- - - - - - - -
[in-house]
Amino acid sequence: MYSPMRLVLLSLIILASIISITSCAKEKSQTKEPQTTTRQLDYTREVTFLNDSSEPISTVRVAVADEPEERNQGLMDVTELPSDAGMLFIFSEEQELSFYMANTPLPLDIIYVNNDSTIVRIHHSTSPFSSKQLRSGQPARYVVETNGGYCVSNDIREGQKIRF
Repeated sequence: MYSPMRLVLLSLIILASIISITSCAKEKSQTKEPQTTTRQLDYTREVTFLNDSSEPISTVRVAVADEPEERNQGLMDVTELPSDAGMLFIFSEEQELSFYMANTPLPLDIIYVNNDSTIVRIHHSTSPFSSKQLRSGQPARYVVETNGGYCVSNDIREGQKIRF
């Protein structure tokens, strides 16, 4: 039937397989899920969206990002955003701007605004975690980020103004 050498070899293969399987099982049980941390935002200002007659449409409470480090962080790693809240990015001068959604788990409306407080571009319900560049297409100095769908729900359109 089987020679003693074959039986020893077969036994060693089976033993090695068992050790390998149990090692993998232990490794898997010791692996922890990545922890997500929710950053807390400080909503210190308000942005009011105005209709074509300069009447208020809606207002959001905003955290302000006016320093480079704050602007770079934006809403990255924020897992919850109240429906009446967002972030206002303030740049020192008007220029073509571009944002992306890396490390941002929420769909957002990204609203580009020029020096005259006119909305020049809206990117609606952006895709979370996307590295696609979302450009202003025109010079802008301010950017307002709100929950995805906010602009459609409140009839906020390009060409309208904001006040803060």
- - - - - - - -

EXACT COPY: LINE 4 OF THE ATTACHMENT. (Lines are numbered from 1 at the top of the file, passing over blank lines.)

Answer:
């Protein structure tokens, strides 16, 4: 039937397989899920969206990002955003701007605004975690980020103004 050498070899293969399987099982049980941390935002200002007659449409409470480090962080790693809240990015001068959604788990409306407080571009319900560049297409100095769908729900359109 089987020679003693074959039986020893077969036994060693089976033993090695068992050790390998149990090692993998232990490794898997010791692996922890990545922890997500929710950053807390400080909503210190308000942005009011105005209709074509300069009447208020809606207002959001905003955290302000006016320093480079704050602007770079934006809403990255924020897992919850109240429906009446967002972030206002303030740049020192008007220029073509571009944002992306890396490390941002929420769909957002990204609203580009020029020096005259006119909305020049809206990117609606952006895709979370996307590295696609979302450009202003025109010079802008301010950017307002709100929950995805906010602009459609409140009839906020390009060409309208904001006040803060």